Positive Fiscal Impact
On January 5, the Congressional Budget Office (CBO) made a successful CHIP extension more likely when it significantly reduced its estimate of that policy’s budget impact. The updated estimate concluded that a 5-year extension would cost Congress only $800 million instead of the $7.5 billion previously estimated. CBO later declared that a 10-year extension would save the government more than $6 billion. The 6-year extension that was ultimately adopted is cost neutral.
The projected cost of CHIP reauthorization declined because of the passage of the tax law, which repealed the ACA’s individual mandate. The demise of the mandate will increase premiums in the individual market, thus making CHIP a more attractive alternative for families and a less costly form of coverage for the federal government than providing subsidies in the individual insurance market. That differential increases the government savings when people enroll in CHIP rather than commercial coverage. The total governmental savings grows with time — a fact that children’s health advocates like Mike Odeh from Children Now had hoped would prompt Congress to extend CHIP for 10 years instead of only 6.
The continuing resolution that ultimately secured CHIP funding extends federal funds through September 30, 2023. During that period, the share of CHIP paid by the federal government will decrease until 2021, when it reaches historic pre-ACA levels. The extension includes the 23% enhanced FMAP rate established by the ACA for the first two fiscal years, 2018 and 2019. The enhanced rate then phases down by 11.5 percentage points beginning in 2020 and returns to pre-ACA FMAP rates for 2021, 2022, and 2023. In California, the Legislative Analyst’s Office (LAO) estimates that the newly authorized federal CHIP funding will reduce the state’s general fund Medi-Cal costs by approximately $300 million in 2017/18 and $600 million in 2018/19.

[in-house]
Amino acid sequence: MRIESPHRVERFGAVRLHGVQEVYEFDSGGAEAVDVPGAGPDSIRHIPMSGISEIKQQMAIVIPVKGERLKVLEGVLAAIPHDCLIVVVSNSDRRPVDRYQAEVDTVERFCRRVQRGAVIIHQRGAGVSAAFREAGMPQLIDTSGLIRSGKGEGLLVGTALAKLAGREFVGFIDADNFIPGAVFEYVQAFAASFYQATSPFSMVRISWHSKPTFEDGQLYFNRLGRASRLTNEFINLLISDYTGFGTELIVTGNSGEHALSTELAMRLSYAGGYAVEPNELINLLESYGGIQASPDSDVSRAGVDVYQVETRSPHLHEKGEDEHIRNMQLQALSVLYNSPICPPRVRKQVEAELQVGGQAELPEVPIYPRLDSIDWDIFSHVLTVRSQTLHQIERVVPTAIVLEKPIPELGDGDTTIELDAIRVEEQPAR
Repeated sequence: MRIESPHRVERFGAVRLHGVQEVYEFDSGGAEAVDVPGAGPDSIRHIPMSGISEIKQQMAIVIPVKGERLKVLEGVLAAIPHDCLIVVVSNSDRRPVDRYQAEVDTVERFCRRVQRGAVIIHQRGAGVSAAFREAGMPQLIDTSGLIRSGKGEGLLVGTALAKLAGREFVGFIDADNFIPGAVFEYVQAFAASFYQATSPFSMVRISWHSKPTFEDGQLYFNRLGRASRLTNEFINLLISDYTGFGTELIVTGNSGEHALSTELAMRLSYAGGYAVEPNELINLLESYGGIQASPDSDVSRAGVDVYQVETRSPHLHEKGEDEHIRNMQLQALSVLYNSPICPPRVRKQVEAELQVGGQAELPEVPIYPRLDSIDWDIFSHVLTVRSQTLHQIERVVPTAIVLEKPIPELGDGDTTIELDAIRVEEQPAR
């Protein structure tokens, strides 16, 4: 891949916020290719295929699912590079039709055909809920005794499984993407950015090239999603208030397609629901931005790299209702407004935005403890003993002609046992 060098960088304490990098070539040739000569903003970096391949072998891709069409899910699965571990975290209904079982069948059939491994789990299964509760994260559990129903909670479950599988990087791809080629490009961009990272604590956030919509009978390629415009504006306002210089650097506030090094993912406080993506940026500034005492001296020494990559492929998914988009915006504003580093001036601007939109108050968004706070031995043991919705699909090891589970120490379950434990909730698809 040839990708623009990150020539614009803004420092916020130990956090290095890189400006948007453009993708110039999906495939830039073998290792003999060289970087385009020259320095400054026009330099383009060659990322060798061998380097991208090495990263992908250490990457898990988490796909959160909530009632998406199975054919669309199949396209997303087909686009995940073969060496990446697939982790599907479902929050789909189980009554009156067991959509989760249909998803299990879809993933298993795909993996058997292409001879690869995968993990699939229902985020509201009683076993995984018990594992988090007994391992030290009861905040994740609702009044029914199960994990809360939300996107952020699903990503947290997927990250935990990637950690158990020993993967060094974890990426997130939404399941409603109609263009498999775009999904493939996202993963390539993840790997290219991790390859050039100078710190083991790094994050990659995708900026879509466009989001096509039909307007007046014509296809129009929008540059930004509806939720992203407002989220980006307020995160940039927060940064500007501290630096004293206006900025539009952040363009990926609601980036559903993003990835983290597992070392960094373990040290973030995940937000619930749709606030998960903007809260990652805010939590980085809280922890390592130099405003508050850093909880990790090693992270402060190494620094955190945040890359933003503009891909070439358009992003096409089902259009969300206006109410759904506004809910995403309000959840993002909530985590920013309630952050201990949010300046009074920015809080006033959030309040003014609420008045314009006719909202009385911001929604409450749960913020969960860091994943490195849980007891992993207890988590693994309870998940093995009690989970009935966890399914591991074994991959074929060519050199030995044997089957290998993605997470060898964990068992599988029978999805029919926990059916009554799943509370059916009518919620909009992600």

After months of uncertainty, advocacy, and Congressional negotiations, CHIP funding for the next six years is finally secure. While a 10-year extension would be better for the families CHIP serves and the stability of state budgets, Congress has turned its focus to other topics. Additional extensions will have to wait. As 2023 draws near and CHIP is up for renewal again, our hope is that the next funding extension will be secured in a smoother, more timely fashion. The health of children, pregnant women, and families — as well as wise use of government funding — depends on it.
Billy Wynne is founder and CEO of the Wynne Health Group, a Washington-based consulting and advocacy practice serving clients throughout the health care sector. A graduate of Dartmouth College and the University of Virginia School of Law, Billy previously served as health policy counsel to the US Senate Finance Committee.
Dawn Joyce is a vice president with the Wynne Health Group and an expert on maternal and child health policy. She has hands-on experience at the federal, state, and local levels, and previously served as a staff member for California Senator Dianne Feinstein. Dawn is a graduate of Wellesley College and UC Berkeley’s School of Public Health.